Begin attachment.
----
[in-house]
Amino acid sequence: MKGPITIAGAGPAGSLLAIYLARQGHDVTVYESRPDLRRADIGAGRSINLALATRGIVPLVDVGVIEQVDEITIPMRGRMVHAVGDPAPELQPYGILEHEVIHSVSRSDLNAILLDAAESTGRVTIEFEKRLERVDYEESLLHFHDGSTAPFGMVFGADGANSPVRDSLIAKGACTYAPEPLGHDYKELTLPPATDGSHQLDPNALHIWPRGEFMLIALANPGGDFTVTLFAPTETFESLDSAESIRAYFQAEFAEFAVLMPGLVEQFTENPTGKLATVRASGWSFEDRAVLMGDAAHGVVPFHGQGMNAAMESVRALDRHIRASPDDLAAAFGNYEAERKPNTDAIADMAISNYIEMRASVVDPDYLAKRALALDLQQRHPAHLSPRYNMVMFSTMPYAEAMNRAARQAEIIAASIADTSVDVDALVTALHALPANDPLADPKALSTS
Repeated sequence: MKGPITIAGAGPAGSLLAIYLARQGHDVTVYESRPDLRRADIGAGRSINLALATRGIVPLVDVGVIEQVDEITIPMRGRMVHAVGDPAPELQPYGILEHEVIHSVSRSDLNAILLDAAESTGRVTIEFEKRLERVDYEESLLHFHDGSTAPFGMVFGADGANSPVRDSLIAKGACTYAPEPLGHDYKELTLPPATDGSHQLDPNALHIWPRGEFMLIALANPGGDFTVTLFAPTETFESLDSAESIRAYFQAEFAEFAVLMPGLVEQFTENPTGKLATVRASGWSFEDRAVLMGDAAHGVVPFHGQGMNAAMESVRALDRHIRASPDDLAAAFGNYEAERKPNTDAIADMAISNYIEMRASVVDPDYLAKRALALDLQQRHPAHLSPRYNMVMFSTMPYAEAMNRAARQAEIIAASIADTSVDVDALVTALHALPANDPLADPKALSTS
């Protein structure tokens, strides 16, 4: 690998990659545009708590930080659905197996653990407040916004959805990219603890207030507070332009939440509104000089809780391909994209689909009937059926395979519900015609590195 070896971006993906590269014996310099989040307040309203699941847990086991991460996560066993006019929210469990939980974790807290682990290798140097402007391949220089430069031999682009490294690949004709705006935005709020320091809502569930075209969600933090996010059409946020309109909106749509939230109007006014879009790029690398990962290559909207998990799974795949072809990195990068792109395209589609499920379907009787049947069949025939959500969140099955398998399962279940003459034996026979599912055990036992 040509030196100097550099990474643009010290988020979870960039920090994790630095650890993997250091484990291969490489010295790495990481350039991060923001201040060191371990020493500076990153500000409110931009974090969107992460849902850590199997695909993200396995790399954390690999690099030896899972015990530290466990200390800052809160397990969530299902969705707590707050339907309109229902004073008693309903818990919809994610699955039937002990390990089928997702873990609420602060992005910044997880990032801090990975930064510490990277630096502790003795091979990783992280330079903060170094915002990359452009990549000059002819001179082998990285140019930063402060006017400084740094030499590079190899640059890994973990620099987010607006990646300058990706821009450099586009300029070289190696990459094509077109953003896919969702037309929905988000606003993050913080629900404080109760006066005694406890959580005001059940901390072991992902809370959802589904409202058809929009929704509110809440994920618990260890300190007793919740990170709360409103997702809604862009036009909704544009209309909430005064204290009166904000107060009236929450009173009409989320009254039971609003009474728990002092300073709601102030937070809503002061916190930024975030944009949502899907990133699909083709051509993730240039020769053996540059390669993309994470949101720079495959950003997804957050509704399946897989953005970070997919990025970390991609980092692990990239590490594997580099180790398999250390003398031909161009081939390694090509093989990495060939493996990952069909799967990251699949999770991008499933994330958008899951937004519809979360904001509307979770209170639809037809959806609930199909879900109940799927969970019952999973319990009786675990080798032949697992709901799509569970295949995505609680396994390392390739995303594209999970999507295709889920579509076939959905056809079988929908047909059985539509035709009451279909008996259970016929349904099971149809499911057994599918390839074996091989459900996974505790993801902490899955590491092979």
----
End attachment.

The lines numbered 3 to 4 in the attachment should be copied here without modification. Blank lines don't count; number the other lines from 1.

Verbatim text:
Repeated sequence: MKGPITIAGAGPAGSLLAIYLARQGHDVTVYESRPDLRRADIGAGRSINLALATRGIVPLVDVGVIEQVDEITIPMRGRMVHAVGDPAPELQPYGILEHEVIHSVSRSDLNAILLDAAESTGRVTIEFEKRLERVDYEESLLHFHDGSTAPFGMVFGADGANSPVRDSLIAKGACTYAPEPLGHDYKELTLPPATDGSHQLDPNALHIWPRGEFMLIALANPGGDFTVTLFAPTETFESLDSAESIRAYFQAEFAEFAVLMPGLVEQFTENPTGKLATVRASGWSFEDRAVLMGDAAHGVVPFHGQGMNAAMESVRALDRHIRASPDDLAAAFGNYEAERKPNTDAIADMAISNYIEMRASVVDPDYLAKRALALDLQQRHPAHLSPRYNMVMFSTMPYAEAMNRAARQAEIIAASIADTSVDVDALVTALHALPANDPLADPKALSTS
């Protein structure tokens, strides 16, 4: 690998990659545009708590930080659905197996653990407040916004959805990219603890207030507070332009939440509104000089809780391909994209689909009937059926395979519900015609590195 070896971006993906590269014996310099989040307040309203699941847990086991991460996560066993006019929210469990939980974790807290682990290798140097402007391949220089430069031999682009490294690949004709705006935005709020320091809502569930075209969600933090996010059409946020309109909106749509939230109007006014879009790029690398990962290559909207998990799974795949072809990195990068792109395209589609499920379907009787049947069949025939959500969140099955398998399962279940003459034996026979599912055990036992 040509030196100097550099990474643009010290988020979870960039920090994790630095650890993997250091484990291969490489010295790495990481350039991060923001201040060191371990020493500076990153500000409110931009974090969107992460849902850590199997695909993200396995790399954390690999690099030896899972015990530290466990200390800052809160397990969530299902969705707590707050339907309109229902004073008693309903818990919809994610699955039937002990390990089928997702873990609420602060992005910044997880990032801090990975930064510490990277630096502790003795091979990783992280330079903060170094915002990359452009990549000059002819001179082998990285140019930063402060006017400084740094030499590079190899640059890994973990620099987010607006990646300058990706821009450099586009300029070289190696990459094509077109953003896919969702037309929905988000606003993050913080629900404080109760006066005694406890959580005001059940901390072991992902809370959802589904409202058809929009929704509110809440994920618990260890300190007793919740990170709360409103997702809604862009036009909704544009209309909430005064204290009166904000107060009236929450009173009409989320009254039971609003009474728990002092300073709601102030937070809503002061916190930024975030944009949502899907990133699909083709051509993730240039020769053996540059390669993309994470949101720079495959950003997804957050509704399946897989953005970070997919990025970390991609980092692990990239590490594997580099180790398999250390003398031909161009081939390694090509093989990495060939493996990952069909799967990251699949999770991008499933994330958008899951937004519809979360904001509307979770209170639809037809959806609930199909879900109940799927969970019952999973319990009786675990080798032949697992709901799509569970295949995505609680396994390392390739995303594209999970999507295709889920579509076939959905056809079988929908047909059985539509035709009451279909008996259970016929349904099971149809499911057994599918390839074996091989459900996974505790993801902490899955590491092979």